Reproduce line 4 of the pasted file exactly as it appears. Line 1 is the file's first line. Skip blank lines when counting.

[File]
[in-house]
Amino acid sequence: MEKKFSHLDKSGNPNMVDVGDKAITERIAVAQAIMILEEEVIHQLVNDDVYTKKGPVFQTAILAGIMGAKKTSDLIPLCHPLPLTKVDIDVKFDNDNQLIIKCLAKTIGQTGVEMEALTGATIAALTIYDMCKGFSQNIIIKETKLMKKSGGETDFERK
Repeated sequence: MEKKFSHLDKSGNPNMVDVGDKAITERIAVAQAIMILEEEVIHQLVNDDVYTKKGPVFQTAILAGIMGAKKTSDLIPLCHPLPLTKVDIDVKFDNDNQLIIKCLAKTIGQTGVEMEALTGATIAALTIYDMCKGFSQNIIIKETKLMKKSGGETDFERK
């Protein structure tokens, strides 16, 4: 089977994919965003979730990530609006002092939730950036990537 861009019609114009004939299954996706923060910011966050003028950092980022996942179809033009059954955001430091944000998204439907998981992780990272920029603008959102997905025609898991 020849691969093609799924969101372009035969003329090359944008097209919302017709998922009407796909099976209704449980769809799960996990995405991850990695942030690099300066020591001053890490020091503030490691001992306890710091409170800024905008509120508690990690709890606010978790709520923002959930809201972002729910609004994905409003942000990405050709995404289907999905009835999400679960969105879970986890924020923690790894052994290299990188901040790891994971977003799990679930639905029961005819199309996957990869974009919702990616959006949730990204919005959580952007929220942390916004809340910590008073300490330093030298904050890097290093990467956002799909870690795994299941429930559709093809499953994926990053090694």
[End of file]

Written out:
């Protein structure tokens, strides 16, 4: 089977994919965003979730990530609006002092939730950036990537 861009019609114009004939299954996706923060910011966050003028950092980022996942179809033009059954955001430091944000998204439907998981992780990272920029603008959102997905025609898991 020849691969093609799924969101372009035969003329090359944008097209919302017709998922009407796909099976209704449980769809799960996990995405991850990695942030690099300066020591001053890490020091503030490691001992306890710091409170800024905008509120508690990690709890606010978790709520923002959930809201972002729910609004994905409003942000990405050709995404289907999905009835999400679960969105879970986890924020923690790894052994290299990188901040790891994971977003799990679930639905029961005819199309996957990869974009919702990616959006949730990204919005959580952007929220942390916004809340910590008073300490330093030298904050890097290093990467956002799909870690795994299941429930559709093809499953994926990053090694």